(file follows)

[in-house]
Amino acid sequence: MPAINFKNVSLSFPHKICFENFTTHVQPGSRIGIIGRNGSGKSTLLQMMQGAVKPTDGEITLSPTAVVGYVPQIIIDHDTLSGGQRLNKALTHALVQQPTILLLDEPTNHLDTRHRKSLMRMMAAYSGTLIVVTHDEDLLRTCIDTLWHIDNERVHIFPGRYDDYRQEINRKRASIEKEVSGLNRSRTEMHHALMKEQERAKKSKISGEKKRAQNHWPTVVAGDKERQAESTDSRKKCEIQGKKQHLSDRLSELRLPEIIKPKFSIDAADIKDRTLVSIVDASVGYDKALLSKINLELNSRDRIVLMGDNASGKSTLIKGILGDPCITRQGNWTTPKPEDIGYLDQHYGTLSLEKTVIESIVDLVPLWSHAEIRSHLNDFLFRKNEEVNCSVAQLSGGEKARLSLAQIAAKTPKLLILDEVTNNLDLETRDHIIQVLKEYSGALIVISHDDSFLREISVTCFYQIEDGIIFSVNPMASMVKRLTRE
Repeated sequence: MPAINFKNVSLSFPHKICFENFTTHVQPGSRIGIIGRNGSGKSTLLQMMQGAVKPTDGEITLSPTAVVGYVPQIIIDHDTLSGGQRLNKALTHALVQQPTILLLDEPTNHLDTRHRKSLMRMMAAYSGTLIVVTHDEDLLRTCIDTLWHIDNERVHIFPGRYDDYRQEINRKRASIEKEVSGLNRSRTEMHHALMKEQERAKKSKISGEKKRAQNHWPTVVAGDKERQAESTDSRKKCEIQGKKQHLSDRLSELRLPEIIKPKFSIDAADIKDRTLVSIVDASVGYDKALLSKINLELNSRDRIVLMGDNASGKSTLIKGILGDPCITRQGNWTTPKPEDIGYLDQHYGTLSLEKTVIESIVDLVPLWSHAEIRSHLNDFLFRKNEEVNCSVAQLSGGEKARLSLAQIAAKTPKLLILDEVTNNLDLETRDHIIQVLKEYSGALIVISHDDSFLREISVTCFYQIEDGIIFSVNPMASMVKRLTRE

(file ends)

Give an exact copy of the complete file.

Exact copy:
[in-house]
Amino acid sequence: MPAINFKNVSLSFPHKICFENFTTHVQPGSRIGIIGRNGSGKSTLLQMMQGAVKPTDGEITLSPTAVVGYVPQIIIDHDTLSGGQRLNKALTHALVQQPTILLLDEPTNHLDTRHRKSLMRMMAAYSGTLIVVTHDEDLLRTCIDTLWHIDNERVHIFPGRYDDYRQEINRKRASIEKEVSGLNRSRTEMHHALMKEQERAKKSKISGEKKRAQNHWPTVVAGDKERQAESTDSRKKCEIQGKKQHLSDRLSELRLPEIIKPKFSIDAADIKDRTLVSIVDASVGYDKALLSKINLELNSRDRIVLMGDNASGKSTLIKGILGDPCITRQGNWTTPKPEDIGYLDQHYGTLSLEKTVIESIVDLVPLWSHAEIRSHLNDFLFRKNEEVNCSVAQLSGGEKARLSLAQIAAKTPKLLILDEVTNNLDLETRDHIIQVLKEYSGALIVISHDDSFLREISVTCFYQIEDGIIFSVNPMASMVKRLTRE
Repeated sequence: MPAINFKNVSLSFPHKICFENFTTHVQPGSRIGIIGRNGSGKSTLLQMMQGAVKPTDGEITLSPTAVVGYVPQIIIDHDTLSGGQRLNKALTHALVQQPTILLLDEPTNHLDTRHRKSLMRMMAAYSGTLIVVTHDEDLLRTCIDTLWHIDNERVHIFPGRYDDYRQEINRKRASIEKEVSGLNRSRTEMHHALMKEQERAKKSKISGEKKRAQNHWPTVVAGDKERQAESTDSRKKCEIQGKKQHLSDRLSELRLPEIIKPKFSIDAADIKDRTLVSIVDASVGYDKALLSKINLELNSRDRIVLMGDNASGKSTLIKGILGDPCITRQGNWTTPKPEDIGYLDQHYGTLSLEKTVIESIVDLVPLWSHAEIRSHLNDFLFRKNEEVNCSVAQLSGGEKARLSLAQIAAKTPKLLILDEVTNNLDLETRDHIIQVLKEYSGALIVISHDDSFLREISVTCFYQIEDGIIFSVNPMASMVKRLTRE